Chile is, in general, a pretty safe country by Latin-American standards and presents an excellent infra-structure for transportation. Highways, frequently tolled, are usually well kept and allow for a good driving experience. Even within Santiago there are toll expressways charging a rate proportional to the distance covered for local vehicles or a fixed daily rate for vehicles not subscribed to the system. Nice, frequent buses connect the main cities of the country. Planes also cover the greater distances, besides connecting the continent to Easter Island. It is also possible to use the rail network to cover a few segments of the country, particularly between Santiago and Chillán, although trains are usually slower and more expensive than buses.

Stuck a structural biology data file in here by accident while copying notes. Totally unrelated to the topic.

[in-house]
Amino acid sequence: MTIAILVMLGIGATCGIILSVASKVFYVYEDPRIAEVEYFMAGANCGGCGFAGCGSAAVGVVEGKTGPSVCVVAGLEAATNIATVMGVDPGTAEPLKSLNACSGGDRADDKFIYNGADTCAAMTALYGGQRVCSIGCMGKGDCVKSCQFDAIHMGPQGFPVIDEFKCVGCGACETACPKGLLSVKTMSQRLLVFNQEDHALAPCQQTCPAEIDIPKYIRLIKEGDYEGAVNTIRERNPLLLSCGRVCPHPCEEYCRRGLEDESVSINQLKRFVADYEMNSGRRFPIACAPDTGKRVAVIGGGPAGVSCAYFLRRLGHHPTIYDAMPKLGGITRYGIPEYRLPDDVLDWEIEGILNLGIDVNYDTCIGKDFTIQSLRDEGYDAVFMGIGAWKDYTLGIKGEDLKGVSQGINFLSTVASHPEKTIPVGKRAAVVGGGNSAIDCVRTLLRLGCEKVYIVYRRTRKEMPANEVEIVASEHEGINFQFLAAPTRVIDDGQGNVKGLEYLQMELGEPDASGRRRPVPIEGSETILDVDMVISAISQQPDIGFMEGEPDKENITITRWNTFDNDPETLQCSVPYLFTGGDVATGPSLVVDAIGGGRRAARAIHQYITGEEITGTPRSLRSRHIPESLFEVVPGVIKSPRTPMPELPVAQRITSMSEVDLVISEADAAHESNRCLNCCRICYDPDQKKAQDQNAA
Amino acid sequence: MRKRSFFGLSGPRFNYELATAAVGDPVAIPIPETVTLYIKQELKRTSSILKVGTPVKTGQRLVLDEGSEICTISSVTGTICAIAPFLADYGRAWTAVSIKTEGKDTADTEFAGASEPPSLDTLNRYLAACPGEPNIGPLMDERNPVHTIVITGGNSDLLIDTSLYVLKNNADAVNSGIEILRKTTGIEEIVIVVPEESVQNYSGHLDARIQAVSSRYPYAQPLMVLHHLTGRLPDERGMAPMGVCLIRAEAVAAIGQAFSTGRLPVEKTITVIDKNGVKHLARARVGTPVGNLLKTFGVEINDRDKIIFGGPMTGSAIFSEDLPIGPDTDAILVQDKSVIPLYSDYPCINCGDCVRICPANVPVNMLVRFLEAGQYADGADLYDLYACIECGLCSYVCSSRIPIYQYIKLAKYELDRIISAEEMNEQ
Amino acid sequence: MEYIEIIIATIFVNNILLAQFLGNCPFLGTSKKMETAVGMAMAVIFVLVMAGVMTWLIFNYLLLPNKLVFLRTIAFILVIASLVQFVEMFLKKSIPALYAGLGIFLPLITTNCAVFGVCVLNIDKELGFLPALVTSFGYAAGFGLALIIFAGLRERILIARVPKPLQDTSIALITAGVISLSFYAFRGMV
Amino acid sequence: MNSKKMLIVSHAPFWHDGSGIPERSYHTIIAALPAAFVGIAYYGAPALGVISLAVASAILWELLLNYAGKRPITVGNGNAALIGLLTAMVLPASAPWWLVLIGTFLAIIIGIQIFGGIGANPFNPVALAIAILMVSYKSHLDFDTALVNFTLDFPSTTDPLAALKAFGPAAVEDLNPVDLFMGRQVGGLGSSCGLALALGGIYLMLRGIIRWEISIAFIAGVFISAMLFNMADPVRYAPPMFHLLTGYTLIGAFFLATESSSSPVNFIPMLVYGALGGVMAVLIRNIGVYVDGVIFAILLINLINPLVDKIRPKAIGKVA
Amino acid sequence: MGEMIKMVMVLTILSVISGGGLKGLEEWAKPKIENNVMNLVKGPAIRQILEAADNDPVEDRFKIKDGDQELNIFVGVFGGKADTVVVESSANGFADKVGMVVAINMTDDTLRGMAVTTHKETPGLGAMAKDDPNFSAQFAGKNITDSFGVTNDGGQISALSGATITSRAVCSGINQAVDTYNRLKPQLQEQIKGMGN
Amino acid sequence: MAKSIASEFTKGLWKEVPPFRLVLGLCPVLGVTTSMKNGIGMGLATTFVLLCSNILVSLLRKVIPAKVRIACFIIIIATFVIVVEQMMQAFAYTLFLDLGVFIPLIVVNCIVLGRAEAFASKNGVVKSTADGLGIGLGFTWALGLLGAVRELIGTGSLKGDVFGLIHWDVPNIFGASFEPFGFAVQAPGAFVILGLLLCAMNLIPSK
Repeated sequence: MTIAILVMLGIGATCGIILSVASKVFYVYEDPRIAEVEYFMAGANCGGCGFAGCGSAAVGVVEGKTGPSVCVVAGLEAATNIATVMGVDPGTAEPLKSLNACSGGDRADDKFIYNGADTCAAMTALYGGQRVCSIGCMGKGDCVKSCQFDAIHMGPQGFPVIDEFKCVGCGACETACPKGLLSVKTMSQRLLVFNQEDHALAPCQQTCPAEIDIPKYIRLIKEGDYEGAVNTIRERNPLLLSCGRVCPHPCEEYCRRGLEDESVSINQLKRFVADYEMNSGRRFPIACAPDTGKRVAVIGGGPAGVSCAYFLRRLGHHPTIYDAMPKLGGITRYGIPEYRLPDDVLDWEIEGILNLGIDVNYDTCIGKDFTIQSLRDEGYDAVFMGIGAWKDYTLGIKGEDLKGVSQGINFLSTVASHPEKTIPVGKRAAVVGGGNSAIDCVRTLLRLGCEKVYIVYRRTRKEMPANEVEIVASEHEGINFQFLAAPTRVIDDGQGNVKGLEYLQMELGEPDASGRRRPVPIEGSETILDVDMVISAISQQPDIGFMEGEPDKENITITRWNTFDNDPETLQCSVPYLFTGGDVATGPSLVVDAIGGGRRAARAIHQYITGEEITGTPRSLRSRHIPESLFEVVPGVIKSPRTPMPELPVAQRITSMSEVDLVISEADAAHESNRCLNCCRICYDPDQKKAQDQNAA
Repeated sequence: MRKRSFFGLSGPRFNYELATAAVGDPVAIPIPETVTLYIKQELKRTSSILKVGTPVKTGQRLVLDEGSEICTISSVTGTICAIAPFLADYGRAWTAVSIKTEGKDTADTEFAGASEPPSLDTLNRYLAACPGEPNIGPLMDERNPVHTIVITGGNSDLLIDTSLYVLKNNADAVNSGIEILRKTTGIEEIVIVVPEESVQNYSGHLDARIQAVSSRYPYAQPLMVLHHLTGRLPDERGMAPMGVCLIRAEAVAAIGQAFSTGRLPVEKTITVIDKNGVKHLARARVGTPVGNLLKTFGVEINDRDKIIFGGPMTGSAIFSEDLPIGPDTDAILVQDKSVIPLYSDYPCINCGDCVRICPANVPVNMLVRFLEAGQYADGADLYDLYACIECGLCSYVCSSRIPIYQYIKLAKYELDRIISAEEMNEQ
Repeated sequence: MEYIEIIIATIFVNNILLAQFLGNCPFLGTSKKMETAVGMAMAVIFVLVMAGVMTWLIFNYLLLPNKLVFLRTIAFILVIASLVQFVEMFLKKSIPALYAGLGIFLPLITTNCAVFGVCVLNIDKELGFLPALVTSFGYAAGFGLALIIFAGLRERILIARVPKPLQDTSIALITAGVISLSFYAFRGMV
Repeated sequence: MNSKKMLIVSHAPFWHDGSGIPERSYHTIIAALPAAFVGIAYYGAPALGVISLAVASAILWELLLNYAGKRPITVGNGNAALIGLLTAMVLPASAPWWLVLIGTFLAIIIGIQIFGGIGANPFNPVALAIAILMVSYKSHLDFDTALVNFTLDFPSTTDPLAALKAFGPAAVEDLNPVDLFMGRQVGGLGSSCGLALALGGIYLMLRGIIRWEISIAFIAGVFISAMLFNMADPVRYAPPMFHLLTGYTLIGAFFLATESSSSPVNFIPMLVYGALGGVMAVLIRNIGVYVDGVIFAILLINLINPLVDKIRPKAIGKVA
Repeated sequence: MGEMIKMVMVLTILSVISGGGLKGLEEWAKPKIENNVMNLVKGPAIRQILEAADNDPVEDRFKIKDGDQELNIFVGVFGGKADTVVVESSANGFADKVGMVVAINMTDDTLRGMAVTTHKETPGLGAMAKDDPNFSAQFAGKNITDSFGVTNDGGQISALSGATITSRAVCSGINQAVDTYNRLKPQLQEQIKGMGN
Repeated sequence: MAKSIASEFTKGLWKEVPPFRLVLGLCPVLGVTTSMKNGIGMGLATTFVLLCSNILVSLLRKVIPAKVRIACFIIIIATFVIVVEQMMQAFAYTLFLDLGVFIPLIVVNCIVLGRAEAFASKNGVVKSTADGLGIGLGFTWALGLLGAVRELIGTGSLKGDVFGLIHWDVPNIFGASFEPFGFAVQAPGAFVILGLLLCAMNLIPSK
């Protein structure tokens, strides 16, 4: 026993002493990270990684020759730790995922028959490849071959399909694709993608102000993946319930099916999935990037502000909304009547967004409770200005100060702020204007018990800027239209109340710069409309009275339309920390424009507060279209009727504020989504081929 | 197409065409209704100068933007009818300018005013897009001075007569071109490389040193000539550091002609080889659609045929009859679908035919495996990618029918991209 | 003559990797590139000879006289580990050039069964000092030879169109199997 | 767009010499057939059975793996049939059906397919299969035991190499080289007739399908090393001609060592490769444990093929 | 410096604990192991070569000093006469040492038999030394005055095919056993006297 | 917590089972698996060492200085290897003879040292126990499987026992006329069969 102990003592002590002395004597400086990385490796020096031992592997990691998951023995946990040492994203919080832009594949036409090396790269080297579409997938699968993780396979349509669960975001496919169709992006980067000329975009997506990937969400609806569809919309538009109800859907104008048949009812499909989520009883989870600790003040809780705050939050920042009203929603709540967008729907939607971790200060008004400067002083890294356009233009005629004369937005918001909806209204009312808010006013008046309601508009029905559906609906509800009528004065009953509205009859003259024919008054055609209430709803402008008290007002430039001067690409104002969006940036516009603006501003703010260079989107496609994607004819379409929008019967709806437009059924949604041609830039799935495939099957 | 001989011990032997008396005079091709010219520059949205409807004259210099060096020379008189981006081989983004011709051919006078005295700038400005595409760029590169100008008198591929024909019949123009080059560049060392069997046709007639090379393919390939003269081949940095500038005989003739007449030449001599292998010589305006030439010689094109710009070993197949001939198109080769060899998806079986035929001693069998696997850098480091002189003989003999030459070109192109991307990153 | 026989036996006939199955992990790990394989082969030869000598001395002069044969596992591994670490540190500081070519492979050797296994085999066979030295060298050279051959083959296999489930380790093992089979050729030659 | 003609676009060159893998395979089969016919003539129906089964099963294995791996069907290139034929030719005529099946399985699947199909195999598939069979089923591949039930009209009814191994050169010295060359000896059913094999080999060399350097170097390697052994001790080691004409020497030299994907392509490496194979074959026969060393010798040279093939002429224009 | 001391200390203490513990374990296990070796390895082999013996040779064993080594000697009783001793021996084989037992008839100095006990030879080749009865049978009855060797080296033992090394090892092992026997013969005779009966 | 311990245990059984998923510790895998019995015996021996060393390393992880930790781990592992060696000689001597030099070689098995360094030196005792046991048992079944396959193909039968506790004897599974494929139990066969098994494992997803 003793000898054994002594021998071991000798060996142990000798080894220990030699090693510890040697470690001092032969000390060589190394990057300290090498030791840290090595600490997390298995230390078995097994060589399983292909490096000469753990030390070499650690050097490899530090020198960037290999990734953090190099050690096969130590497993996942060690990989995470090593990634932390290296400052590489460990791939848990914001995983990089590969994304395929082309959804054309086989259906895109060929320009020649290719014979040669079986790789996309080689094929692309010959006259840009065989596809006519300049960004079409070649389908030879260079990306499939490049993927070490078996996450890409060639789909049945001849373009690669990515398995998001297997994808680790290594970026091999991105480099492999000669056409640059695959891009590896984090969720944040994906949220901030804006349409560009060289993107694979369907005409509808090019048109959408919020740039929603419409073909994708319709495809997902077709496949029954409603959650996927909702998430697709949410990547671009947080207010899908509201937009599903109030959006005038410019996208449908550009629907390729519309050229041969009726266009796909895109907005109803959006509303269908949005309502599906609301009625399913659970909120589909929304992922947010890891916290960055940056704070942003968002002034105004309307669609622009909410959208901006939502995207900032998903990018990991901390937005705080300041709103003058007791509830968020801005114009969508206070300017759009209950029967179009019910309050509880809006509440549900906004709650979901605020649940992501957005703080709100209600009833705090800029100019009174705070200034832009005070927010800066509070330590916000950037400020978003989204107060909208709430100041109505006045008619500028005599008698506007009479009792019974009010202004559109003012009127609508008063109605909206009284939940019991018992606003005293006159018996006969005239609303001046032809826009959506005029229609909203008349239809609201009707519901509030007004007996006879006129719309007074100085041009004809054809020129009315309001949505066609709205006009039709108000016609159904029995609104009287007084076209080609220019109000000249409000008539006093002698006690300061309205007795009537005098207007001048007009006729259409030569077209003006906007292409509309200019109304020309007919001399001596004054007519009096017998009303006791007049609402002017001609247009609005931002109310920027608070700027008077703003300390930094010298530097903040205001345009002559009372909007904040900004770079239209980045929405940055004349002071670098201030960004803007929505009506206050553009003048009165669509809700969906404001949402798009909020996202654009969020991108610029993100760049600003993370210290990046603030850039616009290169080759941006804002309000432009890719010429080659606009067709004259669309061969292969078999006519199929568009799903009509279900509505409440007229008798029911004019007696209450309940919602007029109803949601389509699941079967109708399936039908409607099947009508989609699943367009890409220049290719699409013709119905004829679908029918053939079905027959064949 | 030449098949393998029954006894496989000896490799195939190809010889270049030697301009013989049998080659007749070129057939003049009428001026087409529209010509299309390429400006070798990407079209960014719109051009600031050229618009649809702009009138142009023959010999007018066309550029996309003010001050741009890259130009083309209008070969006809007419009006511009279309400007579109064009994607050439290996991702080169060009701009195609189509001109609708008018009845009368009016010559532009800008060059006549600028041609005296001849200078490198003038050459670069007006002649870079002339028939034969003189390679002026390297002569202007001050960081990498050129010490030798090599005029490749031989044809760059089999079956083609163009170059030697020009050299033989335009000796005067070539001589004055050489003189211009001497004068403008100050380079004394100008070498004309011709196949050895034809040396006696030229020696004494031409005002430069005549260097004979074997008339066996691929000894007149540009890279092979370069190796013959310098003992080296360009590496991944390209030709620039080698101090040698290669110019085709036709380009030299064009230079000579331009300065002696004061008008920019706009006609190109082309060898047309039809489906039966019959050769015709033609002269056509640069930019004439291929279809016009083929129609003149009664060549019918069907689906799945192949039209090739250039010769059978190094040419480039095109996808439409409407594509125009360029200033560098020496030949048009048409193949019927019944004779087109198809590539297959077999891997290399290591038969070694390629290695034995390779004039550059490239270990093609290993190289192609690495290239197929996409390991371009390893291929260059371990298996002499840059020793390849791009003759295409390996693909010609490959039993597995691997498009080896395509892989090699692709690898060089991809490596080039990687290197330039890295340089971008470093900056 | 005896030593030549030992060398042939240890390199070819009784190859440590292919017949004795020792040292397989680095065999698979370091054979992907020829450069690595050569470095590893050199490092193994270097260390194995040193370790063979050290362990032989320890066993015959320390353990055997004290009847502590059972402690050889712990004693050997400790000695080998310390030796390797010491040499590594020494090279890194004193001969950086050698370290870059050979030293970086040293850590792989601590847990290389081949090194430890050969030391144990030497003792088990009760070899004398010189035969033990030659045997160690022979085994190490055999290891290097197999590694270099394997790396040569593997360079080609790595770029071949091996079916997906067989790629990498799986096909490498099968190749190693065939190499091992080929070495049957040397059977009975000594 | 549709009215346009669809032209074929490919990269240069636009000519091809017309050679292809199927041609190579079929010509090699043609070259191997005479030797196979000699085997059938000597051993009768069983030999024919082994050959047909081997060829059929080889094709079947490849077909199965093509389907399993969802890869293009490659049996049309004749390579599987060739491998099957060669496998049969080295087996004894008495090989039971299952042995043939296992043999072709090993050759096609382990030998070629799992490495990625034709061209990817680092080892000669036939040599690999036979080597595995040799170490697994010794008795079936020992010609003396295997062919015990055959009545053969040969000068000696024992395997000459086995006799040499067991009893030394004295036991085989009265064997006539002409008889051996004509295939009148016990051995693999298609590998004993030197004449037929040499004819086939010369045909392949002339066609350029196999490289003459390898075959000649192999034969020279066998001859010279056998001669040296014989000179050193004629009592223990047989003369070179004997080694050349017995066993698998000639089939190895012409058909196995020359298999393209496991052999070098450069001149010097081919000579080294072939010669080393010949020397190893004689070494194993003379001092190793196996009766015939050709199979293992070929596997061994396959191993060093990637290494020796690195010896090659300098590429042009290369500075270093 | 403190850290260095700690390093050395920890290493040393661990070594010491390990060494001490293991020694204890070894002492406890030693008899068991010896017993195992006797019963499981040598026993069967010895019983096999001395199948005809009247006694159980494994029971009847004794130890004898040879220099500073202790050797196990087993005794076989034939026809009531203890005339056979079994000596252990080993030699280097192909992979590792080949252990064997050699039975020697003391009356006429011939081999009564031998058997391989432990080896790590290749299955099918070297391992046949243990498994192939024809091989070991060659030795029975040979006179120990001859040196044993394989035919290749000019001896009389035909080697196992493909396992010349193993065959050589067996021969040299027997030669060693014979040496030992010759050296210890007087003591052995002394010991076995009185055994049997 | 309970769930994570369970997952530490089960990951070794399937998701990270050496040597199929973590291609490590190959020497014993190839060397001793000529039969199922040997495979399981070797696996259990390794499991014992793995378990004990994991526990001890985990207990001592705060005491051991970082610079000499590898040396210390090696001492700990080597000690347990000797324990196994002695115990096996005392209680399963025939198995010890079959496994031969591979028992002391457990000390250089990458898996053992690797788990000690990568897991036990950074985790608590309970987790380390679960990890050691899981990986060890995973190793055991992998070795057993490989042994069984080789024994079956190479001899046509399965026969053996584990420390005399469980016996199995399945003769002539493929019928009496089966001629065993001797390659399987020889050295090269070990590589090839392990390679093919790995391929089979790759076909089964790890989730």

DESTINATIONS IN CHILE: